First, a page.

Claude Nicollier will be on the board of directors of the future SmartFish AG: "I support the SmartFish project because the conventional designs have been widely exploited so far, mostly with success, but the time has come to be creative and try other approaches using new technologies and different, low drag aerodynamic shapes - this is exactly what the SmartFish team is doing".
Claude Nicollier has been for nearly 30 years a European Space Agency (ESA) astronaut of Swiss nationality. He graduated from the University of Lausanne in 1970 (Bachelor of Science in physics) and the University of Geneva in 1975 (Master of Science in astrophysics). He also graduated as a Swiss Air Force pilot in 1966, an airline pilot in 1974 (flew DC-9s for Swissair 1974-1976), and a test pilot in 1988 (Empire Test Pilot's School, Boscombe Down, United Kingdom).
He was a member of the first group of ESA astronauts selected in 1978. He joined Group 9 of NASA astronauts in 1980 for Space Shuttle training at the Johnson Space Center, Houston, Texas, where he has been stationed until September 2005. His technical assignments in Houston have included Space Shuttle flight software verification in the Shuttle Avionics Integration Laboratory (SAIL), development of Tethered Satellite System (TSS) retrieval techniques, Remote Manipulator System (RMS) and International Space Station (ISS) robotics support. From 1996 to 1998, he was Head of the Astronaut Office Robotics Branch. From 2000 on, he was a member of the Astronaut Office EVA (Extravehicular Activity) Branch, while maintaining a position as Lead ESA astronaut in Houston. During his assignment in Houston, he also maintained an active duty status within the Swiss Air Force with a rank as Captain, flying on Hawker Hunter, Northrop F-5E "Tiger", and Pilatus PC-9 aircraft until end of 2004. He has logged more than 6000 flight hours, 3500 of which in jet aircraft.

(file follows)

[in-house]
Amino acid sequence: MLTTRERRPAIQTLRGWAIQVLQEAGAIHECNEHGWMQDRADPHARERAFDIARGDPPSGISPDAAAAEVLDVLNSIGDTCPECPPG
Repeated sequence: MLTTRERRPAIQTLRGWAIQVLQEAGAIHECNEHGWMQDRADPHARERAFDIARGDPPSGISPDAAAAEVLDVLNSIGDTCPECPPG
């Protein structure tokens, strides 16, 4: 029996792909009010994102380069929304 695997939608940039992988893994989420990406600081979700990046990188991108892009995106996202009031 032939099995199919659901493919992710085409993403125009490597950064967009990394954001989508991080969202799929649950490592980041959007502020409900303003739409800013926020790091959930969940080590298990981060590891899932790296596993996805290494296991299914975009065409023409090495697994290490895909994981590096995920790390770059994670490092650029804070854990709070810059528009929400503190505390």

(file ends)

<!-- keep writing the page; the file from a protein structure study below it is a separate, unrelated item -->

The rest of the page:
He retired from ESA in early 2007, and is currently professor at the Swiss Federal Institute of Technology in Lausanne or EPFL (Ecole Polytechnique Fédérale de Lausanne) where he teaches a course on “Space Technology and Operations”, and provides assistance to students on various space related projects. From the spring semester of 2009, this course is also transmitted to students at the Swiss Federal Institute of Technology in Zürich (ETHZ). He is also involved in the “Solar Impulse” solar powered aircraft program as Head of flight test operations. This project was launched by Bertrand Piccard and André Borschberg and has as objective to fly round the world in several legs on solar power only, with one pilot on board.
He has been a crewmember on four Space Shuttle flights, STS-46 in 1992 (EURECA deployment and first test of TSS), STS-61 in 1993 (first servicing mission of the Hubble Space Telescope), STS-75 in 1996 (second flight of TSS, and USMP-3 microgravity investigations), and STS-103 in 1999 (third servicing mission of the Hubble Space Telescope). He has logged more than 1000 hours in space, including a spacewalk of 8 hours 10 minutes duration to install new equipment on the Hubble Space Telescope on STS-103. He is a recipient of Honorary Doctorates from EPFL, and the Universities of Geneva and Basel.